By NEIL HARTNELL
Tribune Business Editor
Bank of The Bahamas’ top executive admitted its risk management had been poor as he revealed the Central Bank has blocked it from taking on new business borrowers for three-plus years.
Kenrick Brathwaite, the BISX-listed institution’s managing director, told Tribune Business that events before his appointment meant it was unable to currently rebuild a commercial credit portfolio that he believes remains “really critical” to the bank’s future prospects.
“We still have a restriction from the Central Bank with regard to new commercial credit. The restriction has been in place for the last three years, and we cannot take on any new commercial clients. That’s still continuing,” he disclosed.
“That part of the business, which is really critical to us in my evaluation, we’re not able to build. That’s because of history, and history suggests that we’ve not done the things we should have done with regard to risk. We’d like to start building more commercial relationships, but we’re still seeking the Central Bank’s authorisation.”
Mr Brathwaite, who was appointed to the post some years after Bank of The Bahamas required two taxpayer-financed bail-outs to survive, is the first senior executive or board member at the government-majority owned institution to admit that risk management practices may have been at fault in the run-up to those events in 2014 and 2017.
Many observers, especially the Bank of The Bahamas minority shareholders who collectively hold just under 18 percent of its equity, will though likely regard Mr Brathwaite’s comments as an understatement given the spectacular destruction of investor value that left more than $144m in accumulated losses on its balance sheet at end-June 2020.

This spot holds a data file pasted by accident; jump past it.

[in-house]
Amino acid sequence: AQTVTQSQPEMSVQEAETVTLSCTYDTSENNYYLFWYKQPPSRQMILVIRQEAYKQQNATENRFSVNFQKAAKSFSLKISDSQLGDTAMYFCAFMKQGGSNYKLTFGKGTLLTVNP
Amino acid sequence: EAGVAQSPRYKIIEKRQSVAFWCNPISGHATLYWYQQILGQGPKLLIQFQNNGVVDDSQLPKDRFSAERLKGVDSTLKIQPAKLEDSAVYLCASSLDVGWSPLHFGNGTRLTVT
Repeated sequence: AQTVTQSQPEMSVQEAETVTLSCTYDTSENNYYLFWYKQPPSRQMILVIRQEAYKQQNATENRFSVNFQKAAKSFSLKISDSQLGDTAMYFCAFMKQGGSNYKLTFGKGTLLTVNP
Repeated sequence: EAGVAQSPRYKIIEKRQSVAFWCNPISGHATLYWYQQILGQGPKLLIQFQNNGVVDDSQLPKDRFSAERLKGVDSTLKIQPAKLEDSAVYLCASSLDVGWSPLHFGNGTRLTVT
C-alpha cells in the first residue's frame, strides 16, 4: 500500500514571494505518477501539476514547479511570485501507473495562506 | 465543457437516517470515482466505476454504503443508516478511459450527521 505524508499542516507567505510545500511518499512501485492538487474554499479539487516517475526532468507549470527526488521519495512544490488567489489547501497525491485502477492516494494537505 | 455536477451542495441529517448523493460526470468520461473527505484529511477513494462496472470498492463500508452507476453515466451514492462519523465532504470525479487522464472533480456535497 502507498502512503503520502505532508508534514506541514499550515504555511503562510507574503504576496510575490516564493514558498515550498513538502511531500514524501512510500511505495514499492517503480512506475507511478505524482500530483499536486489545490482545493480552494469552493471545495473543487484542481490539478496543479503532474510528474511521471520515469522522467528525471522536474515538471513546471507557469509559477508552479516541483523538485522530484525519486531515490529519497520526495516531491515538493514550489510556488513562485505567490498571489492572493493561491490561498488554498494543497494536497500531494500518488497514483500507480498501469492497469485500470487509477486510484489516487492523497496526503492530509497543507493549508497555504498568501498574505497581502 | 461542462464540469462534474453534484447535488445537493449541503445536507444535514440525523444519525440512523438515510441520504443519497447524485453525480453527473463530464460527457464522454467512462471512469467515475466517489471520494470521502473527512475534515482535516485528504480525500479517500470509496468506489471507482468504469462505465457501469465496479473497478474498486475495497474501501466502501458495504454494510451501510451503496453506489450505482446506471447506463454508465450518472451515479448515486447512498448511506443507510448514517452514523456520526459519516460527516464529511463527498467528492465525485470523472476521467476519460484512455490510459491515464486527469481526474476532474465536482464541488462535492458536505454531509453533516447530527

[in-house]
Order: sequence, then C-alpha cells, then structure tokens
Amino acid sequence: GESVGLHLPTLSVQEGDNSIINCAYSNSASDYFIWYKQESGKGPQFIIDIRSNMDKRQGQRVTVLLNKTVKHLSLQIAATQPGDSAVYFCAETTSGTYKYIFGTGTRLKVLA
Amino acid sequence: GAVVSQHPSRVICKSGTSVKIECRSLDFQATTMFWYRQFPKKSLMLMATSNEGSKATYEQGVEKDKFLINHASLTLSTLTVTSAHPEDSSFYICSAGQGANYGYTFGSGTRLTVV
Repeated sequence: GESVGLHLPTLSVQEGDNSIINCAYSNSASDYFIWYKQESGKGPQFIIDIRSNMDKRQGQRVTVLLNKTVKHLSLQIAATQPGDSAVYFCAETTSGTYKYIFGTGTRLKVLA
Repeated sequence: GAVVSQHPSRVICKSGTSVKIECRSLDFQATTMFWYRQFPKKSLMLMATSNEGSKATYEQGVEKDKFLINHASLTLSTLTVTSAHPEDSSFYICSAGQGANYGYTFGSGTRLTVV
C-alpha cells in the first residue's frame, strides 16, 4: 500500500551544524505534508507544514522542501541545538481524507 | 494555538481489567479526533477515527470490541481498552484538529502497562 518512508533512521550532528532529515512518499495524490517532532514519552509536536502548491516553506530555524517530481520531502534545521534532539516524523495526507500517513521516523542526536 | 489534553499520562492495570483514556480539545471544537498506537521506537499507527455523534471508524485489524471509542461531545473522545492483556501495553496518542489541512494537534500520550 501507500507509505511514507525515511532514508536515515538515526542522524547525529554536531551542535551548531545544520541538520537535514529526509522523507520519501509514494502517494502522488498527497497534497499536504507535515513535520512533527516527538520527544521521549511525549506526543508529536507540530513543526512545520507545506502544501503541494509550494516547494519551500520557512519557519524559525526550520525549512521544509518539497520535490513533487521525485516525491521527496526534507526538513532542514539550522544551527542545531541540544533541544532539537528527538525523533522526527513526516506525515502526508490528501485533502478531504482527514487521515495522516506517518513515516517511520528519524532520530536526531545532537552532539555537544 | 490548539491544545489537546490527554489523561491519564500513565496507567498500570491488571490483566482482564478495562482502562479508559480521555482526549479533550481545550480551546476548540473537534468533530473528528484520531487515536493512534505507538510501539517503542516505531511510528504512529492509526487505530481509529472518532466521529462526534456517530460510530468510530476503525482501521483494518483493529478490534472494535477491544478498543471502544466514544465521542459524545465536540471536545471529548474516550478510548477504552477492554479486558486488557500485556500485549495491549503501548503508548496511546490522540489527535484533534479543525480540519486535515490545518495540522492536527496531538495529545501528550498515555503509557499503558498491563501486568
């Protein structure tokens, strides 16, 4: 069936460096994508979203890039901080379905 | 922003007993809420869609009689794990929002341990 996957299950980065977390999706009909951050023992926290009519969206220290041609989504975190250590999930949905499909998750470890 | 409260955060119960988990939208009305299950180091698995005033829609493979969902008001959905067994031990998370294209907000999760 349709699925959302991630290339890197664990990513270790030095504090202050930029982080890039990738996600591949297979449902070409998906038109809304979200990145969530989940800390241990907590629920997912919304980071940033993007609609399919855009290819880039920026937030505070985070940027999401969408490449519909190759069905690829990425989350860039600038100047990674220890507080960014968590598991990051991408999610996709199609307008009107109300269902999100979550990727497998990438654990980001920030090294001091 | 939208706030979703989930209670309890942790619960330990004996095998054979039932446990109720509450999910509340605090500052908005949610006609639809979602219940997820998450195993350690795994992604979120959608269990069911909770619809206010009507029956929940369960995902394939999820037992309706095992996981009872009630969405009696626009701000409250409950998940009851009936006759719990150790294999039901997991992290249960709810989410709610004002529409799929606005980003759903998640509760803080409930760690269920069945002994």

Besides risk management, the Central Bank also previously took Bank of The Bahamas to task for its heavy credit exposure to politically exposed persons or PEPS such as ex-Cabinet minister and MP, Leslie Miller, with whom it is locked in a court battle over $30.6m it alleges he owes over loans secured on the Summerwinds Plaza.
The taxpayer has also, at a conservative estimate, spent over $300m in propping up Bank of The Bahamas through a combination of the two bail-outs, which injected government bonds worth $100m and $167.6m, respectively, into its balance sheet, plus a $40m rights offering that had to be 100 percent acquired by the Public Treasury. The latter, together with the National Insurance Board (NIB), owns 82-plus percent of the bank on the government’s behalf.
Bank of The Bahamas’ commercial loan portfolio shrunk by almost $5m during the 12 months to end-June 2020, according to its recently-released unaudited financial statements, finishing the year at $70.556m compared to $75.385m.
Mr Brathwaite said the bail-outs, which transferred many delinquent borrowers to the Bahamas Resolve work-out vehicle, had enabled Bank of the Bahamas to “get rid of a lot of the toxic loans” that previously plagued it.
That recent past has likely encouraged the Central Bank to keep the bar on new commercial lending in place, even though it restricted the bank’s loan book growth prior to COVID-19. And, while the BISX-listed institution has returned to regular - albeit reduced - profitability in the years following the 2017 bail-out, the pandemic and its fall-out threaten to reverse such gains.